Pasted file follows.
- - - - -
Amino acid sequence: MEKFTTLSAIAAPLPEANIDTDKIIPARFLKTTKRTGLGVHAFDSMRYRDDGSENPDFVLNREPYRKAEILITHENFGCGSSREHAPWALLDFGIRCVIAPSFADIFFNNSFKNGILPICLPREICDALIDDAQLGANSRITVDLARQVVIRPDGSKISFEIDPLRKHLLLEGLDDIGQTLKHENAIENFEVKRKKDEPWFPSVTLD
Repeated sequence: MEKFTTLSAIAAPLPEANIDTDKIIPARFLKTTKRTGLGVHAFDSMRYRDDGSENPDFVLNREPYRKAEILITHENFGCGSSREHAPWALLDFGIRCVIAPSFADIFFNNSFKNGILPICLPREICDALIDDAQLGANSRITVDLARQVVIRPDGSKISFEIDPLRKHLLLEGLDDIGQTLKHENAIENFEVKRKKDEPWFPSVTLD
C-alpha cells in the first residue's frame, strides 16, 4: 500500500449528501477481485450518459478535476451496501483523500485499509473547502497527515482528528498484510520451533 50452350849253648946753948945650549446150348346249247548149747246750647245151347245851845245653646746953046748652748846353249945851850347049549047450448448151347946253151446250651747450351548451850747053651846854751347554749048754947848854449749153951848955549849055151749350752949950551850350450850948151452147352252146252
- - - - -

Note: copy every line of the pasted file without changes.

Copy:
Amino acid sequence: MEKFTTLSAIAAPLPEANIDTDKIIPARFLKTTKRTGLGVHAFDSMRYRDDGSENPDFVLNREPYRKAEILITHENFGCGSSREHAPWALLDFGIRCVIAPSFADIFFNNSFKNGILPICLPREICDALIDDAQLGANSRITVDLARQVVIRPDGSKISFEIDPLRKHLLLEGLDDIGQTLKHENAIENFEVKRKKDEPWFPSVTLD
Repeated sequence: MEKFTTLSAIAAPLPEANIDTDKIIPARFLKTTKRTGLGVHAFDSMRYRDDGSENPDFVLNREPYRKAEILITHENFGCGSSREHAPWALLDFGIRCVIAPSFADIFFNNSFKNGILPICLPREICDALIDDAQLGANSRITVDLARQVVIRPDGSKISFEIDPLRKHLLLEGLDDIGQTLKHENAIENFEVKRKKDEPWFPSVTLD
C-alpha cells in the first residue's frame, strides 16, 4: 500500500449528501477481485450518459478535476451496501483523500485499509473547502497527515482528528498484510520451533 50452350849253648946753948945650549446150348346249247548149747246750647245151347245851845245653646746953046748652748846353249945851850347049549047450448448151347946253151446250651747450351548451850747053651846854751347554749048754947848854449749153951848955549849055151749350752949950551850350450850948151452147352252146252